Wednesday, October 13, 2010
Asian Languages, and Why People Find Them Hard
Now, I think I'm actually going to do what this blog promises, and write about languages.
Me, I'm an Asian language person. The two languages I know with any familiarity (apart from my mother tongue) and Japanese and Chinese. But a lot of people I know would rather kill themselves than learn an Asian language. These same people the go off to Spanish, or French, or something else European.
I, for the life of me, can't get my head around other European languages. It just does not compute. So this got me to thinking - what is the difference? If you learn Italian, it's easier to learn Spanish after that. But if you learn Italian, and then try you hand at Chinese, then you'll have just as much trouble as when you first learned Italian.
So what makes them different, and rather incompatible?
Well, to me the most marked difference is cultural. Obviously, Asian languages are not from the same culture, but they are from a group of cultures that have influenced each other over the time through war and trade and other national pursuits. Same in Europe. You can hardly say French culture is like English or German culture, but they have influenced each other.
Has Asia influenced Europe, or vice versa? Over the past 100 year - yes. Over the past 1000? Minutely. This was of course due to the sheer distance between the two cultural blocks. And while these days planes and other means of transportation can get you from one place to the other quickly, these things didn't exist, or were too expensive in the days gone past.
Now, some may say that culture doesn't really relate to language all that much. I mean, things can be translated, can't they? We can watch Japanese, Chinese and Korean movies with subtitles, and you understand what's being said.
Well, that's because translators are brilliantly smart people. They don't translate things word for word - if they did, you would have all sorts of strange words and phrases running about. They translate from culture to culture as well. This is the only reason, in my view, that computers can not be relied on to do the translating for us. Culture has a huge effect on language. On its grammar, its word choice, the way words are put together in phrases - the influence of culture can not be denied.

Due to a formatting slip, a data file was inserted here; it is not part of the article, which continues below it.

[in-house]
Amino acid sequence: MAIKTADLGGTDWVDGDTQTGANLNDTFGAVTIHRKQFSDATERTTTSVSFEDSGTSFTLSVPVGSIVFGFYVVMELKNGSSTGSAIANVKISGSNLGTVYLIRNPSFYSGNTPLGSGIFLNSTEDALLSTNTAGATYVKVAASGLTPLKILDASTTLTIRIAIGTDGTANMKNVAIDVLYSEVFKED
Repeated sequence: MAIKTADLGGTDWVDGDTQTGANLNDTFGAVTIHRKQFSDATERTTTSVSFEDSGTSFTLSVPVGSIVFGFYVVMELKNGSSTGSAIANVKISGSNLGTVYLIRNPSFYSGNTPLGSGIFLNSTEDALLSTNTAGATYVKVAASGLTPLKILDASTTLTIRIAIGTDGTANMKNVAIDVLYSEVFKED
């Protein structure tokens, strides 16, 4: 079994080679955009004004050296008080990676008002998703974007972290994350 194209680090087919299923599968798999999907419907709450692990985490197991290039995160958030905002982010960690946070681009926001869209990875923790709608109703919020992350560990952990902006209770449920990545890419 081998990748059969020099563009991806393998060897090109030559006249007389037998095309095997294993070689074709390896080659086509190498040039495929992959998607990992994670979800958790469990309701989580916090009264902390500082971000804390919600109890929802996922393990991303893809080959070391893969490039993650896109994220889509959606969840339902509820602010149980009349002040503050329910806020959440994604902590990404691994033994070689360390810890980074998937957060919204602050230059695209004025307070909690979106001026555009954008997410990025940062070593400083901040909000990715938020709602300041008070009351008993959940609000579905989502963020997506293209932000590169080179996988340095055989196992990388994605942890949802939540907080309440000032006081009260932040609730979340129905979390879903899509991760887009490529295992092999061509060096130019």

Therefore, in my mind at least, Asian languages are hard for European based foreigners to compute because culture almost has to be learnt hand in hand with the language. For example, in Japanese, there and heaps of words and phrases that begin with 気 (ki). Ki, loosely translated, means "spirit, mind, heart." But Japanese words such as care, pay attention, like, weird, calm down... all these words are basically descriptions of "ki". You won't find them in a dictionary, because they're sentences rather than words. So anyone trying to learn Japanese by reading Manga, say, is going to have an awful lot of trouble figuring out what "drop you heart" actually means (it means calm down). There are all these things that either have to be either explained, or understood culturally.
So I think maybe not coming from the same cultural background hampers people in learning languages. Although, I am most definitely of Anglo-Saxan background, and I can't for the life of me figure out European grammar (the feminine and masculine words ect... nope.) But I can think with my words all twisted around in Japanese. Maybe that's just me - I'm found to be fairly weird :p